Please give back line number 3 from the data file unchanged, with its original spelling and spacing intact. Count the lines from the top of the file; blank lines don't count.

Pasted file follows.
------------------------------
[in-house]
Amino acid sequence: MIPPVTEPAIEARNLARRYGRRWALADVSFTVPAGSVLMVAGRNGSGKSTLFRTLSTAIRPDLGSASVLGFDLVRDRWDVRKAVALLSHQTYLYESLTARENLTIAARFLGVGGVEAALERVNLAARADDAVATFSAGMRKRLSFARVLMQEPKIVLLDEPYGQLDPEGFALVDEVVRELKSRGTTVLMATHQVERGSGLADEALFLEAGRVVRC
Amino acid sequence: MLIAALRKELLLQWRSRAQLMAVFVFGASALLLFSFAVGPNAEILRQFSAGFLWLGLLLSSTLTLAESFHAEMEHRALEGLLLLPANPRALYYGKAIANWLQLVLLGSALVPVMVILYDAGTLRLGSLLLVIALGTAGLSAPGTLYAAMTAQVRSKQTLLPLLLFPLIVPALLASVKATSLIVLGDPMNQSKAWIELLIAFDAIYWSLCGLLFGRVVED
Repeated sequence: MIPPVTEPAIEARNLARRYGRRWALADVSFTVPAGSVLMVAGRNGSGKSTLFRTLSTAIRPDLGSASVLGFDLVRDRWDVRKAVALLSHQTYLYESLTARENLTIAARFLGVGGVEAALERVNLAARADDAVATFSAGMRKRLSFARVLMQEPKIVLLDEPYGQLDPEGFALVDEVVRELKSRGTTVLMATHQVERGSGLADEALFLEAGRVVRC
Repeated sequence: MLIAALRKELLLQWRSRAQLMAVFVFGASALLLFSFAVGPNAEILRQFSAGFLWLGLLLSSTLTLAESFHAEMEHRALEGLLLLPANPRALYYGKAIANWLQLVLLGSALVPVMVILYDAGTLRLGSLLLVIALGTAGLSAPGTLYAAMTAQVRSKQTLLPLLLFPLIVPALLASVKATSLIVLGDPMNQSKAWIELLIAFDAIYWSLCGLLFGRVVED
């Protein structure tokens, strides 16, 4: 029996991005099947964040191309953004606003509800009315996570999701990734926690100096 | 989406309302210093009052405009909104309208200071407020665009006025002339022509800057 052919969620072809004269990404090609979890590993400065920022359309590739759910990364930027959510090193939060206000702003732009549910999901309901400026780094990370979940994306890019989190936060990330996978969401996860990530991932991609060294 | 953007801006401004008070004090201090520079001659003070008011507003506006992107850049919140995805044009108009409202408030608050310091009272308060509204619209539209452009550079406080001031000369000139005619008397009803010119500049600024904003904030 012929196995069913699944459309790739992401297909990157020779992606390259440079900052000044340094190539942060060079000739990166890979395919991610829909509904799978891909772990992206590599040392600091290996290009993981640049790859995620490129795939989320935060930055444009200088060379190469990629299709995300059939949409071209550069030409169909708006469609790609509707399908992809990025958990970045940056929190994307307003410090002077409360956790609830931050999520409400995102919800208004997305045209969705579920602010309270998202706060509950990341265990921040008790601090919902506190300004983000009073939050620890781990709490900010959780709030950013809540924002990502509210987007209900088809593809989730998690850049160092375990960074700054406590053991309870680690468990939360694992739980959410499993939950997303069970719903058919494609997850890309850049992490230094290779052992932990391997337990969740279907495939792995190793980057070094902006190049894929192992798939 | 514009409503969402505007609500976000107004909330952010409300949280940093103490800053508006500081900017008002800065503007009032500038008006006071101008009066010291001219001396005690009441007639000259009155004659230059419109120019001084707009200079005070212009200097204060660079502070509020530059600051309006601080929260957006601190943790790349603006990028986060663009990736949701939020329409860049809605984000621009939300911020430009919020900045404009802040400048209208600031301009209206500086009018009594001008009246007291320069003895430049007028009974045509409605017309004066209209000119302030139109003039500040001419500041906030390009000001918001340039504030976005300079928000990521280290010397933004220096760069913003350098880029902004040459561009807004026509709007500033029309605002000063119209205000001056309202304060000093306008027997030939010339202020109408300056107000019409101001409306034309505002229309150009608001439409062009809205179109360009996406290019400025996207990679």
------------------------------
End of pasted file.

Amino acid sequence: MLIAALRKELLLQWRSRAQLMAVFVFGASALLLFSFAVGPNAEILRQFSAGFLWLGLLLSSTLTLAESFHAEMEHRALEGLLLLPANPRALYYGKAIANWLQLVLLGSALVPVMVILYDAGTLRLGSLLLVIALGTAGLSAPGTLYAAMTAQVRSKQTLLPLLLFPLIVPALLASVKATSLIVLGDPMNQSKAWIELLIAFDAIYWSLCGLLFGRVVED